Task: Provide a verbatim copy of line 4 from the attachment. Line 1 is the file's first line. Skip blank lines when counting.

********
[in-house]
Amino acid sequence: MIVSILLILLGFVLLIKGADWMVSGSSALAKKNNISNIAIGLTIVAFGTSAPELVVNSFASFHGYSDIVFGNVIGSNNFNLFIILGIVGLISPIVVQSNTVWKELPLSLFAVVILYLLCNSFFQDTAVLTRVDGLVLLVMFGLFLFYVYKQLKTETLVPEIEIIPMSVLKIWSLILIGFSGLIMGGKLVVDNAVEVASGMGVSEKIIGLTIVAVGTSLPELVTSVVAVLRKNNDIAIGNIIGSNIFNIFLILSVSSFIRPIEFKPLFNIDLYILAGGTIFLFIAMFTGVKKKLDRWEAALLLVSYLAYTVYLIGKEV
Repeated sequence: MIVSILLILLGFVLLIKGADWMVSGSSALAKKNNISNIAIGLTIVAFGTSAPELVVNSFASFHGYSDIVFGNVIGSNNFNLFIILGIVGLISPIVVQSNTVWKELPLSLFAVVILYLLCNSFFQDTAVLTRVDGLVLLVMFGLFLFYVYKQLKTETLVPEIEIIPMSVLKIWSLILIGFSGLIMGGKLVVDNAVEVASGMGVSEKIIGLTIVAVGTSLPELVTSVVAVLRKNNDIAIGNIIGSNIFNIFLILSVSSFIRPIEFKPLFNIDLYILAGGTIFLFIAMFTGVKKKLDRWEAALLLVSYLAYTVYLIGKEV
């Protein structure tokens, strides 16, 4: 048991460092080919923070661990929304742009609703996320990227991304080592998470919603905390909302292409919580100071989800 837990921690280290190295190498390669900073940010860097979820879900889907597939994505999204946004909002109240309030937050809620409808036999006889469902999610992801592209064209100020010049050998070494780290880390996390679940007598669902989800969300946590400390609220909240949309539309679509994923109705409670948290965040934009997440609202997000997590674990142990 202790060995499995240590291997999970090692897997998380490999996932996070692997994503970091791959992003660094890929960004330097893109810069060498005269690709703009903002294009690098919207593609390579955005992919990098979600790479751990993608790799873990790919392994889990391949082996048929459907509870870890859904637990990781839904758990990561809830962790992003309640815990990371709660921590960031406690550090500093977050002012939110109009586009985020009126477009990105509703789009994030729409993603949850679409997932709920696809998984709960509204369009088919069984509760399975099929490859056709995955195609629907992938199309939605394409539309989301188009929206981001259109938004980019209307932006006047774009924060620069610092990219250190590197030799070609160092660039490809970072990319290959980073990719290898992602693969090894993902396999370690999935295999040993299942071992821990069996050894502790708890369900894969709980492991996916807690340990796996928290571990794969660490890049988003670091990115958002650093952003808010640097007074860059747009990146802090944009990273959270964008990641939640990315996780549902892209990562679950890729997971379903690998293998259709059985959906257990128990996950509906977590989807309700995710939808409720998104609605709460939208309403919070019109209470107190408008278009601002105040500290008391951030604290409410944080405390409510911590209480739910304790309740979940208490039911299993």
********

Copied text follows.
């Protein structure tokens, strides 16, 4: 048991460092080919923070661990929304742009609703996320990227991304080592998470919603905390909302292409919580100071989800 837990921690280290190295190498390669900073940010860097979820879900889907597939994505999204946004909002109240309030937050809620409808036999006889469902999610992801592209064209100020010049050998070494780290880390996390679940007598669902989800969300946590400390609220909240949309539309679509994923109705409670948290965040934009997440609202997000997590674990142990 202790060995499995240590291997999970090692897997998380490999996932996070692997994503970091791959992003660094890929960004330097893109810069060498005269690709703009903002294009690098919207593609390579955005992919990098979600790479751990993608790799873990790919392994889990391949082996048929459907509870870890859904637990990781839904758990990561809830962790992003309640815990990371709660921590960031406690550090500093977050002012939110109009586009985020009126477009990105509703789009994030729409993603949850679409997932709920696809998984709960509204369009088919069984509760399975099929490859056709995955195609629907992938199309939605394409539309989301188009929206981001259109938004980019209307932006006047774009924060620069610092990219250190590197030799070609160092660039490809970072990319290959980073990719290898992602693969090894993902396999370690999935295999040993299942071992821990069996050894502790708890369900894969709980492991996916807690340990796996928290571990794969660490890049988003670091990115958002650093952003808010640097007074860059747009990146802090944009990273959270964008990641939640990315996780549902892209990562679950890729997971379903690998293998259709059985959906257990128990996950509906977590989807309700995710939808409720998104609605709460939208309403919070019109209470107190408008278009601002105040500290008391951030604290409410944080405390409510911590209480739910304790309740979940208490039911299993």